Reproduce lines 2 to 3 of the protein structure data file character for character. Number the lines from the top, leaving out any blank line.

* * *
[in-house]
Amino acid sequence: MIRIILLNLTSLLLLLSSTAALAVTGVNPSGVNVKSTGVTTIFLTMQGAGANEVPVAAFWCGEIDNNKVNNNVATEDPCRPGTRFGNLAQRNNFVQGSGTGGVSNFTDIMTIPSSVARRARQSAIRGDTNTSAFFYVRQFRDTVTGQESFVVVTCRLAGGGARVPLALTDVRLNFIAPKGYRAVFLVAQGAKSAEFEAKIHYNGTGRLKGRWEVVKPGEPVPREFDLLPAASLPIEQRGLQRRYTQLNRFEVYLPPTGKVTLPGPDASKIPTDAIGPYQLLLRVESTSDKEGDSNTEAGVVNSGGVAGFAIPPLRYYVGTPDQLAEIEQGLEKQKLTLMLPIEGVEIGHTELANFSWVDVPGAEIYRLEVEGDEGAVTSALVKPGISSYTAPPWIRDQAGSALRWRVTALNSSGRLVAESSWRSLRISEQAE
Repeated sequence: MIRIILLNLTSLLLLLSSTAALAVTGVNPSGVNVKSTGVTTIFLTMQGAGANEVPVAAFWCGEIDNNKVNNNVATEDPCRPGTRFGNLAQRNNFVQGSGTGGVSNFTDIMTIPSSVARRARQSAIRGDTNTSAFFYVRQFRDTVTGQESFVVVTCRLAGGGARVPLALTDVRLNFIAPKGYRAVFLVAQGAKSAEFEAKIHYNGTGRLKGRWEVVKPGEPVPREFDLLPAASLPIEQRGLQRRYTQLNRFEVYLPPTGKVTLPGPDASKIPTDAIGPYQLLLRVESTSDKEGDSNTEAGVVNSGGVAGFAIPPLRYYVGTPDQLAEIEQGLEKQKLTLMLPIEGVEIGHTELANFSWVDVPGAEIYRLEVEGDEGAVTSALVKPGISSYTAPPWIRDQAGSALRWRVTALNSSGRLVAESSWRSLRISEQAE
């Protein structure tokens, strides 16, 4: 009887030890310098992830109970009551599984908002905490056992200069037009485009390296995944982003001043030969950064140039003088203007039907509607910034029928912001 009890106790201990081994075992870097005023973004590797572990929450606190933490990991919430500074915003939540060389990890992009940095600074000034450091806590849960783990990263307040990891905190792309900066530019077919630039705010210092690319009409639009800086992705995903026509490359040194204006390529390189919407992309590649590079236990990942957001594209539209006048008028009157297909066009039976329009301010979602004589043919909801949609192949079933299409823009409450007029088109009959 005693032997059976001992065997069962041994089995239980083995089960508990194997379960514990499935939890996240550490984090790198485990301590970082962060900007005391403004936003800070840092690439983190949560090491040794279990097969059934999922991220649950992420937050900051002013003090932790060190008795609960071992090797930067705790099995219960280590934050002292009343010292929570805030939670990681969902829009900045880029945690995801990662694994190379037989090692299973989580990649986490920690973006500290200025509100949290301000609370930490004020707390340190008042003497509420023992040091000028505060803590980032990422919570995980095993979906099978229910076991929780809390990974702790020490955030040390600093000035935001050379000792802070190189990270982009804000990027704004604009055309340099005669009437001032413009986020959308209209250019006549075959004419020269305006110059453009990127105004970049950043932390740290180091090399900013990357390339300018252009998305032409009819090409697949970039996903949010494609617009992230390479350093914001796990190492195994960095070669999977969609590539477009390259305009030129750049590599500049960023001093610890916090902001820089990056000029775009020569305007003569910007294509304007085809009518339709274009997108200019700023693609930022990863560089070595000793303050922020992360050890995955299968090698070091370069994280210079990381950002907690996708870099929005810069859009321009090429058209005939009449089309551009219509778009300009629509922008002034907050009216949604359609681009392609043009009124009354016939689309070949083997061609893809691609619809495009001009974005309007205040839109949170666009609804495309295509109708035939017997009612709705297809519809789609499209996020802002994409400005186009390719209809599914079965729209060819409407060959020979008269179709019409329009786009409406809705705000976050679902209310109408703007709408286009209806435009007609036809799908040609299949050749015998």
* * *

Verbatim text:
Amino acid sequence: MIRIILLNLTSLLLLLSSTAALAVTGVNPSGVNVKSTGVTTIFLTMQGAGANEVPVAAFWCGEIDNNKVNNNVATEDPCRPGTRFGNLAQRNNFVQGSGTGGVSNFTDIMTIPSSVARRARQSAIRGDTNTSAFFYVRQFRDTVTGQESFVVVTCRLAGGGARVPLALTDVRLNFIAPKGYRAVFLVAQGAKSAEFEAKIHYNGTGRLKGRWEVVKPGEPVPREFDLLPAASLPIEQRGLQRRYTQLNRFEVYLPPTGKVTLPGPDASKIPTDAIGPYQLLLRVESTSDKEGDSNTEAGVVNSGGVAGFAIPPLRYYVGTPDQLAEIEQGLEKQKLTLMLPIEGVEIGHTELANFSWVDVPGAEIYRLEVEGDEGAVTSALVKPGISSYTAPPWIRDQAGSALRWRVTALNSSGRLVAESSWRSLRISEQAE
Repeated sequence: MIRIILLNLTSLLLLLSSTAALAVTGVNPSGVNVKSTGVTTIFLTMQGAGANEVPVAAFWCGEIDNNKVNNNVATEDPCRPGTRFGNLAQRNNFVQGSGTGGVSNFTDIMTIPSSVARRARQSAIRGDTNTSAFFYVRQFRDTVTGQESFVVVTCRLAGGGARVPLALTDVRLNFIAPKGYRAVFLVAQGAKSAEFEAKIHYNGTGRLKGRWEVVKPGEPVPREFDLLPAASLPIEQRGLQRRYTQLNRFEVYLPPTGKVTLPGPDASKIPTDAIGPYQLLLRVESTSDKEGDSNTEAGVVNSGGVAGFAIPPLRYYVGTPDQLAEIEQGLEKQKLTLMLPIEGVEIGHTELANFSWVDVPGAEIYRLEVEGDEGAVTSALVKPGISSYTAPPWIRDQAGSALRWRVTALNSSGRLVAESSWRSLRISEQAE